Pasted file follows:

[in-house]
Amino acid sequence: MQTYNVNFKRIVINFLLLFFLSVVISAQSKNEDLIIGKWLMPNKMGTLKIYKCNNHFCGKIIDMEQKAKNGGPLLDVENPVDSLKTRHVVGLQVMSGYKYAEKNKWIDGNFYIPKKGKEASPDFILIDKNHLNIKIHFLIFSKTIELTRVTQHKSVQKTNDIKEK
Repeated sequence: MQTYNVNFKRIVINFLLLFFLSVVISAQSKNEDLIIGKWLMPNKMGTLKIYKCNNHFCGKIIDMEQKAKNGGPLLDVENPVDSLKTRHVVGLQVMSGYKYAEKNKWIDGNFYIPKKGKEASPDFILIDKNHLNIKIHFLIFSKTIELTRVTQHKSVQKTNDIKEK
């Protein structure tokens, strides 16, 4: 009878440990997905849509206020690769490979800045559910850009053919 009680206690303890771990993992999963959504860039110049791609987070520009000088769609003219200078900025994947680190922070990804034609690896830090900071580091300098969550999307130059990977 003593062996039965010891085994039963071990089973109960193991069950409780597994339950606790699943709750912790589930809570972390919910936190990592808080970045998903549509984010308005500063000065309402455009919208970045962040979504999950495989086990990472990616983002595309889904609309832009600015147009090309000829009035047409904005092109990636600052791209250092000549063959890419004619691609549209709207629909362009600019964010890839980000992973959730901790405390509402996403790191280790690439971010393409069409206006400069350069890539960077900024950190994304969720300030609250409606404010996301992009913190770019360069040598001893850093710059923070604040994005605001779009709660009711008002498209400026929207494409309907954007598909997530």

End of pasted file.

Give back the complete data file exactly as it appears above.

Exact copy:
[in-house]
Amino acid sequence: MQTYNVNFKRIVINFLLLFFLSVVISAQSKNEDLIIGKWLMPNKMGTLKIYKCNNHFCGKIIDMEQKAKNGGPLLDVENPVDSLKTRHVVGLQVMSGYKYAEKNKWIDGNFYIPKKGKEASPDFILIDKNHLNIKIHFLIFSKTIELTRVTQHKSVQKTNDIKEK
Repeated sequence: MQTYNVNFKRIVINFLLLFFLSVVISAQSKNEDLIIGKWLMPNKMGTLKIYKCNNHFCGKIIDMEQKAKNGGPLLDVENPVDSLKTRHVVGLQVMSGYKYAEKNKWIDGNFYIPKKGKEASPDFILIDKNHLNIKIHFLIFSKTIELTRVTQHKSVQKTNDIKEK
């Protein structure tokens, strides 16, 4: 009878440990997905849509206020690769490979800045559910850009053919 009680206690303890771990993992999963959504860039110049791609987070520009000088769609003219200078900025994947680190922070990804034609690896830090900071580091300098969550999307130059990977 003593062996039965010891085994039963071990089973109960193991069950409780597994339950606790699943709750912790589930809570972390919910936190990592808080970045998903549509984010308005500063000065309402455009919208970045962040979504999950495989086990990472990616983002595309889904609309832009600015147009090309000829009035047409904005092109990636600052791209250092000549063959890419004619691609549209709207629909362009600019964010890839980000992973959730901790405390509402996403790191280790690439971010393409069409206006400069350069890539960077900024950190994304969720300030609250409606404010996301992009913190770019360069040598001893850093710059923070604040994005605001779009709660009711008002498209400026929207494409309907954007598909997530």